Updated: March 31, 2014 at 3:35 pm
There's a story to tell about the Colorado Springs economy, based on a decade or more of data on job growth, retail sales and other indicators, and here's the synopsis: Colorado Springs has lost its "mojo."
That's the term used by Les Gruen, a 30-year Colorado Springs resident and president of Urban Strategies Inc., a local development consulting firm. But during the past few years, it has been said in various ways by many other residents who bemoan the city's sluggish economy and ponder what it will take to bring it back to life.
"When I first moved here, I and many others viewed Colorado Springs as the land of opportunity," Gruen said. "There was a huge growth surge in the 1970s, 1980s and 1990s. People all over the country were picking Colorado Springs and the Pikes Peak region because of all our perceived assets."
What happened? A pair of deep recessions, for one - each triggering job losses of more than 1,000 among Springs-area employers.
The area has also been hit by the high-tech bust, cuts in defense spending and other easily identifiable economic bombs.
But other Colorado cities have rebounded from the last recession and their own economic gut punches to a far greater degree, and some local residents point to other, less tangible causes for the economic malaise - a lack of vision, a risk-averse population and a community prone to in-fighting, for example.
Whatever the reason, city officials and business leaders are taking notice and trying to undertake a more collaborative, comprehensive approach to address the problems.
The data show they have their work cut out for them, especially when compared with the rest of Colorado and the U.S. Some examples:
- After adding nearly 100,000 jobs in the 1990s, Colorado Springs had only 3,400 more jobs at the end of 2013 than it did at the end of 2000 - the fewest of any of the state's metropolitan areas and just 1.5 percent of the state's job growth during the 13-year period. Subtract nearly 10,000 government jobs added during the past 13 years and the picture becomes even more bleak: The area has shed nearly 5 percent of its private-sector payroll jobs since 2000.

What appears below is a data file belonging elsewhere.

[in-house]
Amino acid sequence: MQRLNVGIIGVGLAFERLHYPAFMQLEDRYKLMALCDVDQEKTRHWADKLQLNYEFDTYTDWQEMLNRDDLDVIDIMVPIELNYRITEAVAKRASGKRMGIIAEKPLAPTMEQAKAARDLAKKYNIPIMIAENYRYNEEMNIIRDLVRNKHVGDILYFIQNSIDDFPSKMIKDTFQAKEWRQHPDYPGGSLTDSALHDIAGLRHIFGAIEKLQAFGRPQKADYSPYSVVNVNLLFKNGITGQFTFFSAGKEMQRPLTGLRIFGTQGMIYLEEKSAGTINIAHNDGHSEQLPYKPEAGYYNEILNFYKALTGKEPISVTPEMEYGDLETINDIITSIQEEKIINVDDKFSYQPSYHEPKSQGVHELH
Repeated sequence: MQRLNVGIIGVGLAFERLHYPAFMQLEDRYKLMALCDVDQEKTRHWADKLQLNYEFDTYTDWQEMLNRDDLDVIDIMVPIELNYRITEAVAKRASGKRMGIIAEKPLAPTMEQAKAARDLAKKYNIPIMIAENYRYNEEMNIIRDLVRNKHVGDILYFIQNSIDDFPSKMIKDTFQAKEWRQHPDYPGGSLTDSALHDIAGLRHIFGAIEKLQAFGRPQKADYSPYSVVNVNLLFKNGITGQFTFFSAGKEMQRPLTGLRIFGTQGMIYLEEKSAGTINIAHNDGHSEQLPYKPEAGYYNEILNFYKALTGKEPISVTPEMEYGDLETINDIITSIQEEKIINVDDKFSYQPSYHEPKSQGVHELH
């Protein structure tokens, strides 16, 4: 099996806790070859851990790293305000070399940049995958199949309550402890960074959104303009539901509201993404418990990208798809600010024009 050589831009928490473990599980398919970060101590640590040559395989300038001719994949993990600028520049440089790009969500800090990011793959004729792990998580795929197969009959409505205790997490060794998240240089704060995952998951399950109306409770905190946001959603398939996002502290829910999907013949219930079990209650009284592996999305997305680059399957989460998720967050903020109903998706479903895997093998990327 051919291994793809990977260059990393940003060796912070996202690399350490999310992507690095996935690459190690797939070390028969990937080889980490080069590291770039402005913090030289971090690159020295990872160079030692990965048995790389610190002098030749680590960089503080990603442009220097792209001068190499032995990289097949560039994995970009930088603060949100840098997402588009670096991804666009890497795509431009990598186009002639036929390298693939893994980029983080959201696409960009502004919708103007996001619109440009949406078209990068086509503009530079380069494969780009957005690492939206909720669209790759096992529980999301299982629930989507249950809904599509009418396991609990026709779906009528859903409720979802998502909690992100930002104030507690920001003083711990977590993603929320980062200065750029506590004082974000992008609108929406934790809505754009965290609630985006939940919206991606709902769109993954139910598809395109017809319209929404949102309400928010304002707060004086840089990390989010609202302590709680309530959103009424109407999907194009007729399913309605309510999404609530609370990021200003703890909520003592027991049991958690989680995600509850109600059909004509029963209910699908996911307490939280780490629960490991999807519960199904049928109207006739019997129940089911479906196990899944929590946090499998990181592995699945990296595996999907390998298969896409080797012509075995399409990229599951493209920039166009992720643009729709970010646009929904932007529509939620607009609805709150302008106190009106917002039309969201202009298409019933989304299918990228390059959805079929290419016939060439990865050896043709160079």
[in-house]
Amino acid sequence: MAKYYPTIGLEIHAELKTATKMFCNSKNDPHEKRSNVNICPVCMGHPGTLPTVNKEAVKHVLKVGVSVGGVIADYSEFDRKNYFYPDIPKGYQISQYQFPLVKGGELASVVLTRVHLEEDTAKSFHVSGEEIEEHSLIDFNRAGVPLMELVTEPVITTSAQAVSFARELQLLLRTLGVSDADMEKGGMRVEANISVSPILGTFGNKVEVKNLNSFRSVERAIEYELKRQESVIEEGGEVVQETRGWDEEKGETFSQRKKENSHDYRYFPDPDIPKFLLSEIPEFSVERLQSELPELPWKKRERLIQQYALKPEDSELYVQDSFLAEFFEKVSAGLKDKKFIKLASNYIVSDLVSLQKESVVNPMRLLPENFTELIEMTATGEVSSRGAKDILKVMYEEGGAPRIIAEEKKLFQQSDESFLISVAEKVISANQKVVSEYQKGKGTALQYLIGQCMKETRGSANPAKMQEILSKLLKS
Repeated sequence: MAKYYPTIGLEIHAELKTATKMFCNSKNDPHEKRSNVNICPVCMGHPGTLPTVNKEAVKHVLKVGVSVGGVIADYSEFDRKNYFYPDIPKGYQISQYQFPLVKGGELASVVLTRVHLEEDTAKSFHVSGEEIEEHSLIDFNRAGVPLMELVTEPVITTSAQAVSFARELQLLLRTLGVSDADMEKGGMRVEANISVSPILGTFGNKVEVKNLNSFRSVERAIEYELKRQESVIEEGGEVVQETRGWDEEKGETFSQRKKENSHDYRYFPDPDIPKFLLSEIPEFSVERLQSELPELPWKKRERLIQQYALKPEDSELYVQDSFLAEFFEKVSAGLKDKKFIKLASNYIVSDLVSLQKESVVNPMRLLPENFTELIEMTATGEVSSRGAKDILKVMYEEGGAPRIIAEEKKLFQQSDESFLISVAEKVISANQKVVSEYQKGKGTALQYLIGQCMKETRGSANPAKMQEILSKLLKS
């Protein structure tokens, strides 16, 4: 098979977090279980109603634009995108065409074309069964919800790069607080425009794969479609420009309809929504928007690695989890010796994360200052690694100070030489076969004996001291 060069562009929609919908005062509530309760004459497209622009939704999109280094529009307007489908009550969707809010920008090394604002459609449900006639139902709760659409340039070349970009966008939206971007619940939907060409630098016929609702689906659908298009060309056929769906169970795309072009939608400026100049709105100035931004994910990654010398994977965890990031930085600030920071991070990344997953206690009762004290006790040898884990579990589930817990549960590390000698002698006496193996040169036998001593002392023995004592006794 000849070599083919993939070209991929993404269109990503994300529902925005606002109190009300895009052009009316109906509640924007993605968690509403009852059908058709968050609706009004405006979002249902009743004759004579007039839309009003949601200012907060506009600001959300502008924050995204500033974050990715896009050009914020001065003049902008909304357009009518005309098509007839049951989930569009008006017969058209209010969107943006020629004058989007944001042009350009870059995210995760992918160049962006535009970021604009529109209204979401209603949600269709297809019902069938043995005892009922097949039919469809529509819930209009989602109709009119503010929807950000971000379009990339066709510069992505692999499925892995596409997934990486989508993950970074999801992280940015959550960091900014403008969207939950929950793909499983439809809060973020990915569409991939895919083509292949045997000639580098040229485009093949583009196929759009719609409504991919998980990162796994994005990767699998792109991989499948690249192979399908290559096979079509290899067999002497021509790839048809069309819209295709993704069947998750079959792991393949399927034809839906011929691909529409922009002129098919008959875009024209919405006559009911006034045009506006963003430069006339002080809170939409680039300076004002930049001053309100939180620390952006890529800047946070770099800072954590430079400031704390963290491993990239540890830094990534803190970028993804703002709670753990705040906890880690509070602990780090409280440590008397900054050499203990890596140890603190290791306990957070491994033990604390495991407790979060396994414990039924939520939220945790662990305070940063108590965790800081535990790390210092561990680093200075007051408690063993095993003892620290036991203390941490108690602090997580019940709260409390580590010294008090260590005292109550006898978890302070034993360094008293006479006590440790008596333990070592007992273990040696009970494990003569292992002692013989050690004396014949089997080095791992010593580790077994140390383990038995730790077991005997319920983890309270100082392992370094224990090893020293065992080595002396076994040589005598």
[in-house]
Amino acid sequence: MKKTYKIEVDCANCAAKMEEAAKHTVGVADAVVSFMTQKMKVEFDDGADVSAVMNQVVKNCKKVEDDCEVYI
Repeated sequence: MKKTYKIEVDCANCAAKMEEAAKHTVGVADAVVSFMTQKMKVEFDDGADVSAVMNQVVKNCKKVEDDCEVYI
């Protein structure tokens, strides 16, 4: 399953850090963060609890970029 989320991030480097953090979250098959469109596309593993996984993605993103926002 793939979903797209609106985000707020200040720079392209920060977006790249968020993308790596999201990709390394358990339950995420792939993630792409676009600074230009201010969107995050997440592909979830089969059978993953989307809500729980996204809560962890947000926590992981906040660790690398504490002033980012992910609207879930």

- Colorado has recovered all 154,800 payroll jobs lost in the recession and added 16,200 more, while the nation has recovered more than 90 percent of the 8.7 million jobs lost during the downturn. The Colorado Springs area has recovered 74 percent of the 16,600 lost during the last recession.
- Colorado's unemployment rate declined to 6.1 percent in January from a high of 9 percent in 2010, and the U.S. jobless rate fell to 6.6 percent in January from a peak of 10 percent. In Colorado Springs, the unemployment rate dropped to 7.5 percent in January from a peak of 10 percent.
- Retail sales in Colorado increased nearly 65 percent from 2000 to 2013 but were up only 42.7 percent in El Paso County during the same period.
- Since the 2008 financial crisis, the Springs area has attracted just 1.6 percent of the nearly $3.5 billion in venture capital invested in the state. That's about a third of the share it received from 2000 to 2008.
"We are no better off or farther ahead than we were 13 years ago," Colorado Springs Mayor Steve Bach said in a recent interview. "During the same period, the population of the metro area has increased by 130,000 people, or 22 percent, yet we created no net new jobs."
A mismatch in workforce
Bach's statement might be a slight exaggeration: Colorado Springs has certainly gained new jobs over the years.
But as the mayor pointed out in an email to the Colorado Springs City Council this month, the area has traded high-paying manufacturing jobs for positions in other sectors that generally pay lower wages.
The data show that since 2000, the Springs economy has shifted from high-technology manufacturing and information technology development to service providers - call centers, nonprofits, retailers and restaurants. Garden of the Gods Road, once home to dozens of technology operations, including an Intel Corp. semiconductor plant, now is dominated by El Paso County's offices and dozens of retailers and restaurants.
The Colorado Springs Regional Business Alliance has been trying to bring in more high-paying jobs.